Here’s the Third Part of our Exclusive Q&A with Eva Green. We thank her for her kindness, candidness and for taking her time to do this Q&A with us. Special thanks goes to her twin sister Joy for once again facilitating this, without whom it wouldn’t be possible. In case you missed the First Part and Second Part of the interview, you can read them HERE and HERE. Thanks for reading and feel free to leave some messages or comments. Enjoy!
Your red carpet looks for the past three years has been very simple, sublime and faithful to designer Elie Saab. It’s a stark contrast from your past Alexander McQueen and John Galliano dominated red carpet appearances that were adventurous, playful and iconic. Was the change a conscious decision? And will we still be able to see your playful side on the red carpet?
I wish I could be as brave as Helena Bonham Carter who wore one red shoe and one green shoe to the Golden Globes! I adore her! Unfortunately, not a lot of people have a sense of humour at these events and it has become very “political”…. This said, I do love Elie Saab clothing, it’s very ethereal and magical!
You are well-travelled and seem to choose to visit unconventional destinations. Is there a place that you haven’t visited yet but is dying to see and experience?
I have always dreamed of visiting the Himalayas. And this year I was lucky enough to travel to Bhutan and Nepal! I was probably African in another life because I’m completely in love with the Continent! In February, I went to Tanzania and discovered the Singita Grumeti Reserves and their Environmental Education Centre. And I was so impressed by their foundation that I have become their Ambassador. Their work, educating children about the environment, is amazing, and could help to change the planet for the better. I’m planning on continuing work with this fabulous organization because what appealed to me the most was their concrete approach to conservation … Once the children have finished the Conservation Workshop, they return to their villages to transmit this precious knowledge not only to their family but to the entire village. I can’t think of a more exciting way to empower children than to teach them that they have the capacity to change their world… which is the first step in making the rest of the world a better place.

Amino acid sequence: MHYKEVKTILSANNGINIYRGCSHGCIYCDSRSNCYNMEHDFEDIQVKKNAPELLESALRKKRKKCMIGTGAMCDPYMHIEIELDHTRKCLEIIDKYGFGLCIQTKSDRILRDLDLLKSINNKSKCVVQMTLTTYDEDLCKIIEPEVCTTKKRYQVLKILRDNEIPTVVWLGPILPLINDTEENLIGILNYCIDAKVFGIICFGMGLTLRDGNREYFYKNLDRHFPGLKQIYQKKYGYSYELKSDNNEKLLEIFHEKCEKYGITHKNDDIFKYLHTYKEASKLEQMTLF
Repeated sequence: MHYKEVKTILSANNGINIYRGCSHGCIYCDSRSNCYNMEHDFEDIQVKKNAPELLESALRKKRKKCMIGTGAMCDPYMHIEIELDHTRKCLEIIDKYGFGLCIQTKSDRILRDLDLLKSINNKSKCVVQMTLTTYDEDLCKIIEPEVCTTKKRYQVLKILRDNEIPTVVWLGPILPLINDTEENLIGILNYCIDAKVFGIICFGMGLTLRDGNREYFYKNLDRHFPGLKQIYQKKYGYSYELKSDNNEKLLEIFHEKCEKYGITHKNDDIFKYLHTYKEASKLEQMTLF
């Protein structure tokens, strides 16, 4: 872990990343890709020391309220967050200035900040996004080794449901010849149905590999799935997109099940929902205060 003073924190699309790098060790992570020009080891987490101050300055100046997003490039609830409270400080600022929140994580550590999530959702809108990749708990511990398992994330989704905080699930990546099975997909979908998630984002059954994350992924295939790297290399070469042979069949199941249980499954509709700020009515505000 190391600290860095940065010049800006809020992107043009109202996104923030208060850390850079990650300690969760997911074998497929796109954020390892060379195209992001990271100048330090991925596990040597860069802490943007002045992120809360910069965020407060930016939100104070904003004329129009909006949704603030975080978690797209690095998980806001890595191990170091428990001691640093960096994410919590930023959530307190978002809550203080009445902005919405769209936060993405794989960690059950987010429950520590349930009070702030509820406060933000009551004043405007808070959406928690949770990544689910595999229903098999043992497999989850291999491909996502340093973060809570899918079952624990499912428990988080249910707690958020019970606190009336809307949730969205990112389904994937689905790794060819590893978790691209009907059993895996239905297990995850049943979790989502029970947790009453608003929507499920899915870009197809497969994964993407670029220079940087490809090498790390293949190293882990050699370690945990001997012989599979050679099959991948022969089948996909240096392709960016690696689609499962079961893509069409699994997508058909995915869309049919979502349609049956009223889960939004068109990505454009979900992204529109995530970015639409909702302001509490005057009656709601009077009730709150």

Ahead of the season finale, we caught up with Penny Dreadful’s resident Irish Director of Photography John Conroy to talk about Penny Dreadful, how it was like to work with Eva Green and what’s in store for him.
Many Penny Dreadful fans are amazed but unaware of how each episode comes to life through the production process. Could you tell us about yourself and the role you play in the show’s production?
Basically I read the script, listened to John Logan’s & The Directors vision. I Interpret that through working with the Art Department, VFX Department, then through Lighting, Framing & Camera moves with my own aesthetic. There are a lot of technical issues that manifest themselves in order to achieve this. The Mirror Maze & Train sequences in the Wild West being good examples. I spend most of my prep problem solving so when we shoot we can hit the ground running so everyone can express themselves without too much compromise.